“This is one of those grey market areas, Hart explains, “suddenly a friend of a friend wants to buy weed…”
At some point, sharing with your friends become a cottage industry in violation of the law.
The Cannabis Act Affects Marijuana-Adjacent Industries
Additionally, many provinces will have a monopoly over marijuana sales. In places like Quebec, the state will control all liquor and marijuana sales through one administrative body. This could have serious legal ramifications for people sharing weed within their communities, and for natural remedy stores that might sell cannabinoid-infused products.
“Wellness stores still fall under the same jurisdiction as a weed store,” Hart says. This means that Canadian legalization laws could force legal, pre-existing businesses that are not dispensaries to close.
Additionally, the federal government will regulate what called ‘cannabis accessories.’ These are vaguely defined as anything used in the production or consumption of marijuana. At this point, anything you might need to ingest marijuana might be exclusively sold through a government-operated store in many provinces.
Distribution Restrictions Will Limit Access
Not only may certain places ban at home marijuana growing, but you may not have a lot of options in stores. Cannabis production will be federally regulated, but distributed provincially.
Canada is the second biggest country by land mass and has a wide range of cultural attitudes towards cannabis. Some places have been tolerating illegal dispensaries for years, while others strictly enforce marijuana laws. Should all marijuana production be federal, rather than catered to individual provincial needs?
But giving the provinces too much control over Canadian legalization laws is also controversial. Ménard, who also writes about legalization, takes Quebec as an example.
“We have 8 million people and they say that they’re only going to open 15 société québécoise du cannabis dispensaries,” Ménard says. “I don’t think the government has the expertise.”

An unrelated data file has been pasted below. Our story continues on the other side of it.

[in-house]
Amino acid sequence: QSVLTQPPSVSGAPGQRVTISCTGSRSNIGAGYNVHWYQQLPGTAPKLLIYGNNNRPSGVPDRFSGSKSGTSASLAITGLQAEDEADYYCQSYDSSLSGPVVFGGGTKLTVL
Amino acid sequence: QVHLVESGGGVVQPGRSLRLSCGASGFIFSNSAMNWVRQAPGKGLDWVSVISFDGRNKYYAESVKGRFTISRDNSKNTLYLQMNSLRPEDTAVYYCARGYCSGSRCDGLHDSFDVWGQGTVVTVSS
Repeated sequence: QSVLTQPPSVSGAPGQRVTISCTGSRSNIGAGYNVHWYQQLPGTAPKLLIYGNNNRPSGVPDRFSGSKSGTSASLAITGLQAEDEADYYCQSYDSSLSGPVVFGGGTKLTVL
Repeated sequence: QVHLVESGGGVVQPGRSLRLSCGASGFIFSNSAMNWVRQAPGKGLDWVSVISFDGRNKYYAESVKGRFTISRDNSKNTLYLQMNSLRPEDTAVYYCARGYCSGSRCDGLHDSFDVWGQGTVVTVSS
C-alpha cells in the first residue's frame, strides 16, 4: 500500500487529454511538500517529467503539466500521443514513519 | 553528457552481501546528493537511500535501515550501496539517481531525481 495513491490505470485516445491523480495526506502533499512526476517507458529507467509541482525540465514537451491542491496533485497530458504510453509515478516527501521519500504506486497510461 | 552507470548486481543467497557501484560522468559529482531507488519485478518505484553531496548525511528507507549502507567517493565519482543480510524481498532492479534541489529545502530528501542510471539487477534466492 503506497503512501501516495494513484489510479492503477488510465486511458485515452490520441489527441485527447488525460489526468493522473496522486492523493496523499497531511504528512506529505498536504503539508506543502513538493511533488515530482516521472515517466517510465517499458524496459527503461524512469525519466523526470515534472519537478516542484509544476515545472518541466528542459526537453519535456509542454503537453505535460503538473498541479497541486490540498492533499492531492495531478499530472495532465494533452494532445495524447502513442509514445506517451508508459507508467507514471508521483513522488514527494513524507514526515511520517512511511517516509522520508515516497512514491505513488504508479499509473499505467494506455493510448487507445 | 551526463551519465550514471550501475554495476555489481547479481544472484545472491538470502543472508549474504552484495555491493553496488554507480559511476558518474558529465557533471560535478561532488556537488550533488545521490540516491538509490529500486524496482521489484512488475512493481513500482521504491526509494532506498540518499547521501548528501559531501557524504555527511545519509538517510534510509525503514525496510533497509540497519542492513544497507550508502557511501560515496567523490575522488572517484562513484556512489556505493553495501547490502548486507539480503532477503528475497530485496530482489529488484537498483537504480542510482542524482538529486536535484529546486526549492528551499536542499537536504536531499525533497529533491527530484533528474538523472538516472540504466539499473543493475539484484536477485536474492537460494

Packaging Laws Will Prevent Consumers From Making Informed Decisions
Health Canada is making sure that marijuana packaging is more unappealing that even cigarette packets. As it stands now, marijuana products cannot feature logos, mascots or any type of colorful image. The objective of these restrictions is to limit cannabis’ appeal to children and teens.
But these limitations are so severe that they may stop consumers from accessing much-needed information. North American Affairs Manager at Consumer Choice Center David Clement told High Times, “A lot of people aren’t aware of which cannabis products have THC in them, or which helps you sleep. It would be prohibited to put the desired effects [on packaging].”
From a consumer safety standpoint, Mr. Clement adds, “We would love to have brands be able to say ‘this product will not get you high.’ ”
Not only are these restrictions potentially unsafe, but they’re also hypocritical. Alcohol has comparatively few limits on branding. All across Canada, liquor companies have funded venues like Budweiser Stage in Toronto.
Are Canadian Legalization Laws Too Strict?
Having any sort of national legalization framework is groundbreaking, especially when it allows you to grow your own weed (for the most part). This does not mean, however, that there aren’t vast areas of uncertainty, injustice and bureaucratic inefficiency in the law, only some of which is unavoidable.
Aside from inequality, whether in the case of provincial regulations or unequal driving enforcement, allowing the black market to thrive should be of concern to Canadian legislators. Plain packaging restrictions enable criminals hoping to pass off un-taxed and unregulated product. Limiting cannabis production and availability also encourages black market sales.
As the federal government has stated that its biggest concern is regulating a billion dollar black market, legislators should remember that strict laws encourage people to break them.